When asked to comment on why he had signed off on the Kafr Abida deal, Harb told The New Arab he had wanted to create jobs in an environmentally friendly project.

Harb's spokesperson said: "As a member of parliament representing the Batroun district, and upon the request of the Municipality of Kfarabida, and after consultation with the Ministry of Environment and with environmental experts and the civil society, the project was modified to maintain constructions away from the natural rocky beach, preserving it with its surroundings, and maintaining public access to it for all citizens and tourists.

"Mr Harb had to make sure that the new plan includes a sewage treatment plant that serves the resort independent from any other sewage treatment in Batroun."

The project's proposal assured the highest standard of environmental preservation, Harb said.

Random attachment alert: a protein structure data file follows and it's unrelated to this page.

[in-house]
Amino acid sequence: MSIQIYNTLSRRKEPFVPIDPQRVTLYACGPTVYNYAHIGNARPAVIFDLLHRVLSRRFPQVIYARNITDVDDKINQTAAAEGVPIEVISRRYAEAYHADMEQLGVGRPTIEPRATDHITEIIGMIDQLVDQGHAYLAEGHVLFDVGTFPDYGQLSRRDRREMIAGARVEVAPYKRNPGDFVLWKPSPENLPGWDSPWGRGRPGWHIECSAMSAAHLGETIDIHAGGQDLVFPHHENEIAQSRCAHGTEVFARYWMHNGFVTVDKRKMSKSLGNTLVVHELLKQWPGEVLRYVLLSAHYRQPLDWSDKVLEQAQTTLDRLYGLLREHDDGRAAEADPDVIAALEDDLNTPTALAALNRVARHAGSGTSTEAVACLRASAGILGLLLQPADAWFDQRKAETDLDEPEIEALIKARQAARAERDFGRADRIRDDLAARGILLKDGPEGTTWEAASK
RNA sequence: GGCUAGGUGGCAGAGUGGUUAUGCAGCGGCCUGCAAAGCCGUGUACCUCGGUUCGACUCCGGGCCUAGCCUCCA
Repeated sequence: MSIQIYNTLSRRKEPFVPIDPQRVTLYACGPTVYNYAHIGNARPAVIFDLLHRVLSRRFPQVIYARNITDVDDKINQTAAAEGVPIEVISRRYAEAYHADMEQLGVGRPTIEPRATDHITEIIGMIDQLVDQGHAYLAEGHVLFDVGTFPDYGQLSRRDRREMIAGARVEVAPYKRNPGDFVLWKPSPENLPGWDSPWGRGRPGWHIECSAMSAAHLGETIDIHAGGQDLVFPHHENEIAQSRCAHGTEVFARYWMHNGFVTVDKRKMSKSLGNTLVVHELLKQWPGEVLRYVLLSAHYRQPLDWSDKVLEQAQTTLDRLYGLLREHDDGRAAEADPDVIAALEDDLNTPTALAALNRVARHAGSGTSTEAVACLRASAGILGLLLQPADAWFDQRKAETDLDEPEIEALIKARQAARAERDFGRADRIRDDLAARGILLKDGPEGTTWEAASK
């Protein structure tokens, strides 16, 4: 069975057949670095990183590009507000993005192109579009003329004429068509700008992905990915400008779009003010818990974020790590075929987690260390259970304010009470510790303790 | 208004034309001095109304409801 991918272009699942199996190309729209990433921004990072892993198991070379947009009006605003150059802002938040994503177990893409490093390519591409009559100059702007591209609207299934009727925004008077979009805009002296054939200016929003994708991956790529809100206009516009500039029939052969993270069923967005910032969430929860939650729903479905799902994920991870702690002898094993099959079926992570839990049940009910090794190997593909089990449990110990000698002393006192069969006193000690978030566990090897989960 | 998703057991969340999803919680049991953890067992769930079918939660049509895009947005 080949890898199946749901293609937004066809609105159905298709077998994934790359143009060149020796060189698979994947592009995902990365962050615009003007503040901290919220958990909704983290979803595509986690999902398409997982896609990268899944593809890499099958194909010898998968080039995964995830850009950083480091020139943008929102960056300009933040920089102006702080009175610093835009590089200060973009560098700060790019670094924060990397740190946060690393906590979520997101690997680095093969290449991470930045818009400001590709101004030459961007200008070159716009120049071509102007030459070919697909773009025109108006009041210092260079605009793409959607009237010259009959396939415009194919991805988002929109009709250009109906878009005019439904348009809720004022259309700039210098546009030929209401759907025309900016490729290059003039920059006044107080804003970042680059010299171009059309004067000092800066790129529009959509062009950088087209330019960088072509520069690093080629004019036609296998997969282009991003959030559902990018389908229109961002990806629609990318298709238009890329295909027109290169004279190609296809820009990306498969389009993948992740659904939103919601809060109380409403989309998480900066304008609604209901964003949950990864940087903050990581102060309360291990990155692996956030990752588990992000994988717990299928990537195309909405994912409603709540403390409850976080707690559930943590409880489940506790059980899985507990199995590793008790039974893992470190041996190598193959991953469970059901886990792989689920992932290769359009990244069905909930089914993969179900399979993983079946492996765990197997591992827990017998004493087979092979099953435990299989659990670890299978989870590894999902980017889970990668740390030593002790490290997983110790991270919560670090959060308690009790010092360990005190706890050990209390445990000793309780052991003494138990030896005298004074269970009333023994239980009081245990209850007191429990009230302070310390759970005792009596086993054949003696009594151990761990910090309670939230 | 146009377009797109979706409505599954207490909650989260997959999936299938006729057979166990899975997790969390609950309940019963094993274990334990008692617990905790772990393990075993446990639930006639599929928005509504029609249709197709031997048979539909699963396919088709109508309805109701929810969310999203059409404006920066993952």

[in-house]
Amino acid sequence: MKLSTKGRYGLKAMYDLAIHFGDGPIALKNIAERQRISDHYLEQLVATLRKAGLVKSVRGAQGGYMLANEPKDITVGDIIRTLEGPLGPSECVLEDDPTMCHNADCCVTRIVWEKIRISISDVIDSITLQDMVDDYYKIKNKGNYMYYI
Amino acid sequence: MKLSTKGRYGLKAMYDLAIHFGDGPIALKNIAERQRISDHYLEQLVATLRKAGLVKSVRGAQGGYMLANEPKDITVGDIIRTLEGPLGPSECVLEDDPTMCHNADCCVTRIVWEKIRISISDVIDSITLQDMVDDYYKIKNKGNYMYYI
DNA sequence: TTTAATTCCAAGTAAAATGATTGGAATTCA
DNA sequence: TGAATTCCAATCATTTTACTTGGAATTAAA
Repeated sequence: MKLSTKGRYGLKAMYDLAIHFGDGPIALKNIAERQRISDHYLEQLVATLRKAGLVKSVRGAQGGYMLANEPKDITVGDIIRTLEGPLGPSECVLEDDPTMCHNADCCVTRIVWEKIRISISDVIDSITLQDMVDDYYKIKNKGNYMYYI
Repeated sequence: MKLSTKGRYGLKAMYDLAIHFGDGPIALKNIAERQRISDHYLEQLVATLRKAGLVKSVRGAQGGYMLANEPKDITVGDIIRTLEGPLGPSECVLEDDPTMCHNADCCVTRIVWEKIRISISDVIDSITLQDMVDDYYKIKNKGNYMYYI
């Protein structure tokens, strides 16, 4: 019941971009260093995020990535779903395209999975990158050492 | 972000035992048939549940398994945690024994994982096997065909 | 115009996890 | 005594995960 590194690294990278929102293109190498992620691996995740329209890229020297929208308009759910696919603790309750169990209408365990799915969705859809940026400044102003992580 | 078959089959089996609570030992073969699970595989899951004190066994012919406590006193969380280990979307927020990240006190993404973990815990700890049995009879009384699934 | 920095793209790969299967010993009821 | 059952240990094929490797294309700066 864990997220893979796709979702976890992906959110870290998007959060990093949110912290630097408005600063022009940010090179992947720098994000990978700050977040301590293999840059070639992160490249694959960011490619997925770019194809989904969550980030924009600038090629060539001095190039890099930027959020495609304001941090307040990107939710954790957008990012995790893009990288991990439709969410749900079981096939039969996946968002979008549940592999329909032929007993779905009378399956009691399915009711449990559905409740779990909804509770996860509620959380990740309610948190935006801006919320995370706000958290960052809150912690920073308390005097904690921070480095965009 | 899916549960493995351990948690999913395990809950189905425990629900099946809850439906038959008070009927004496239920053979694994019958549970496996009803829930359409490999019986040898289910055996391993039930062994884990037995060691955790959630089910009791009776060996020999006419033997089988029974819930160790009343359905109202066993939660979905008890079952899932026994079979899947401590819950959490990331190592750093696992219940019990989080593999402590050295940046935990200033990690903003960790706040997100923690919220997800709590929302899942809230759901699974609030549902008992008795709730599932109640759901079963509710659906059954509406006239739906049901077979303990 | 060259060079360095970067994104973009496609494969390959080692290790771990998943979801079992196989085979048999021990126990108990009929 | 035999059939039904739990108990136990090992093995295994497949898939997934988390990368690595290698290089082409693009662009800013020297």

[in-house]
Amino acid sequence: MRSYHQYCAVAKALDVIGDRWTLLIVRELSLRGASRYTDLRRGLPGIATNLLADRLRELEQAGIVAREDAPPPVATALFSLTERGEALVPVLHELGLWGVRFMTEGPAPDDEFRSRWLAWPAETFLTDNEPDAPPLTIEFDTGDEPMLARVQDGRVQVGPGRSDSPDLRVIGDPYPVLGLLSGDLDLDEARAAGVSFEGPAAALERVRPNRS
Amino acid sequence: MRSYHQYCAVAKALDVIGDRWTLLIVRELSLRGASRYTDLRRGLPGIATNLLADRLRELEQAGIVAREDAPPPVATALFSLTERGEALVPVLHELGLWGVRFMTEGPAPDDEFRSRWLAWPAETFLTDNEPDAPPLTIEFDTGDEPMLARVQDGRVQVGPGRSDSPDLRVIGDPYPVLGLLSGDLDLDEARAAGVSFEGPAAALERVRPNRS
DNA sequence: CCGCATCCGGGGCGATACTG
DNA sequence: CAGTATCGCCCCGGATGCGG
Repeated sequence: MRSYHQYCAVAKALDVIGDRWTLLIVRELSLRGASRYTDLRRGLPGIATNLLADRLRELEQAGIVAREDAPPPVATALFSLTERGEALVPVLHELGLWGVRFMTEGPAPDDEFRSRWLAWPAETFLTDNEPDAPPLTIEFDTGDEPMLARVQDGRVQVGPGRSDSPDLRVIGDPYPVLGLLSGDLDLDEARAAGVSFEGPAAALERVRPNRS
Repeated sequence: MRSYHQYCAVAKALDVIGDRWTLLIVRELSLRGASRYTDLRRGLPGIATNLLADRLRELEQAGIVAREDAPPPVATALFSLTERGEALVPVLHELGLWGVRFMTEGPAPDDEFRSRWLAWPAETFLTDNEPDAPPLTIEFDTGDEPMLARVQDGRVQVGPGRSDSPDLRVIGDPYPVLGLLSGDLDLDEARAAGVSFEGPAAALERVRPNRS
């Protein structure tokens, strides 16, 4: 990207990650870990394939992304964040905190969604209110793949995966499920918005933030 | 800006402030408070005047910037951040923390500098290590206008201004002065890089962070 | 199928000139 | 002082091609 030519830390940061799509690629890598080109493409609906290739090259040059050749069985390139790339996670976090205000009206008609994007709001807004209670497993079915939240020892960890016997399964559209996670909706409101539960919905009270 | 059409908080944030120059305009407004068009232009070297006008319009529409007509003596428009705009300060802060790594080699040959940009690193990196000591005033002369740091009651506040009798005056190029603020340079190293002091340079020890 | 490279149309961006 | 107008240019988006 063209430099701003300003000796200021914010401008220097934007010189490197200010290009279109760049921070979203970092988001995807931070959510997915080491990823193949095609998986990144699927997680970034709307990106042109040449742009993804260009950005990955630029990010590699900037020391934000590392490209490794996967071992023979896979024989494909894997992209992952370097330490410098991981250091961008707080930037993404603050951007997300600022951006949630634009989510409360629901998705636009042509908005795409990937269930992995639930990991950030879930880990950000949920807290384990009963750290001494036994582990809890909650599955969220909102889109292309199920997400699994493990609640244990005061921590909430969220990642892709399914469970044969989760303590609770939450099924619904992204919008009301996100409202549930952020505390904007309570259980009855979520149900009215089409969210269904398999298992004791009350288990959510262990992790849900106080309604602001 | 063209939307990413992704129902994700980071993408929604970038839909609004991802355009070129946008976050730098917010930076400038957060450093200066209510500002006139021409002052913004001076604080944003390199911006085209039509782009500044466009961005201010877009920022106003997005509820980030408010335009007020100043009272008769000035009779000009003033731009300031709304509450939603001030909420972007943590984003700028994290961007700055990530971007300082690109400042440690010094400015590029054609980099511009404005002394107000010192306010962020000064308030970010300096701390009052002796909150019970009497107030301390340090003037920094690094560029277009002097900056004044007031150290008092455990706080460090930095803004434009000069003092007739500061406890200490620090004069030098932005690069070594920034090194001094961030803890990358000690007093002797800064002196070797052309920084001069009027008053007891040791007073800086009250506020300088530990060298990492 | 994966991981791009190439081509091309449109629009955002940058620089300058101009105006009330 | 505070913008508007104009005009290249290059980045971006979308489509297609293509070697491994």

No new assessment needed
A government order saying that an environmental
assessment is not required, issued weeks after
a previous order that said the project required one
(click to expand) 


"The project aims to create a large number of jobs during construction, and after its opening and operation, in addition to its apparent touristic benefits to the region.


"The voices of opposition to this project have been misled by falsified information about the nature of the project and its positive impact to the Batroun district, which Mr Harb is keen on maintaining its development and prosperity."

But campaigner Jessica Chemali, at Nahnoo, said claims of jobs and development were just a way to push a personal agenda using the language of politics to exploit the needs of a neglected community.

"The local governments always say they need to invest in these coastal resorts with the excuse of creating employment opportunities," she said.

"But then they don't create development opportunities that make real employment opportunities for people.

"That lack of development and choice of good jobs is why the youth are all emigrating from Lebanon."

Follow Rob Cusack on Twitter: @rob_cusack

What are your experiences of corruption in Lebanon? Join the conversation in the comments below